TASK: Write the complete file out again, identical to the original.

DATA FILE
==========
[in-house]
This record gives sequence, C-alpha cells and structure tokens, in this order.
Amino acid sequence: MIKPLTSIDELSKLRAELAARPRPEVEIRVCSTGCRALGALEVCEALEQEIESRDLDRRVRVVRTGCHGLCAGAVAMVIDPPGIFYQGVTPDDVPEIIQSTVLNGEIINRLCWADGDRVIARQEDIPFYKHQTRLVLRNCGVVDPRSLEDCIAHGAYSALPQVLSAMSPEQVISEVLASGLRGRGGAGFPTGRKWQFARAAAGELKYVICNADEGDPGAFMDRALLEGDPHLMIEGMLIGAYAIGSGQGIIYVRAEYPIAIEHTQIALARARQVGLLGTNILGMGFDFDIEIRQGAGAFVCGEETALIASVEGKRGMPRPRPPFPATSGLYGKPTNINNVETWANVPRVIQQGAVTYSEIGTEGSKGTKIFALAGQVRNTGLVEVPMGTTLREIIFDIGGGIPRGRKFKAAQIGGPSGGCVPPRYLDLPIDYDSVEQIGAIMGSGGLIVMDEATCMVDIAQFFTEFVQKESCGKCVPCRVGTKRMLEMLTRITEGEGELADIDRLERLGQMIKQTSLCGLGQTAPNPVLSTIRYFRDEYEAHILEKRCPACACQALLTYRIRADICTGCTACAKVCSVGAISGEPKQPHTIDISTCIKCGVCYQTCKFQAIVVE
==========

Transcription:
[in-house]
This record gives sequence, C-alpha cells and structure tokens, in this order.
Amino acid sequence: MIKPLTSIDELSKLRAELAARPRPEVEIRVCSTGCRALGALEVCEALEQEIESRDLDRRVRVVRTGCHGLCAGAVAMVIDPPGIFYQGVTPDDVPEIIQSTVLNGEIINRLCWADGDRVIARQEDIPFYKHQTRLVLRNCGVVDPRSLEDCIAHGAYSALPQVLSAMSPEQVISEVLASGLRGRGGAGFPTGRKWQFARAAAGELKYVICNADEGDPGAFMDRALLEGDPHLMIEGMLIGAYAIGSGQGIIYVRAEYPIAIEHTQIALARARQVGLLGTNILGMGFDFDIEIRQGAGAFVCGEETALIASVEGKRGMPRPRPPFPATSGLYGKPTNINNVETWANVPRVIQQGAVTYSEIGTEGSKGTKIFALAGQVRNTGLVEVPMGTTLREIIFDIGGGIPRGRKFKAAQIGGPSGGCVPPRYLDLPIDYDSVEQIGAIMGSGGLIVMDEATCMVDIAQFFTEFVQKESCGKCVPCRVGTKRMLEMLTRITEGEGELADIDRLERLGQMIKQTSLCGLGQTAPNPVLSTIRYFRDEYEAHILEKRCPACACQALLTYRIRADICTGCTACAKVCSVGAISGEPKQPHTIDISTCIKCGVCYQTCKFQAIVVE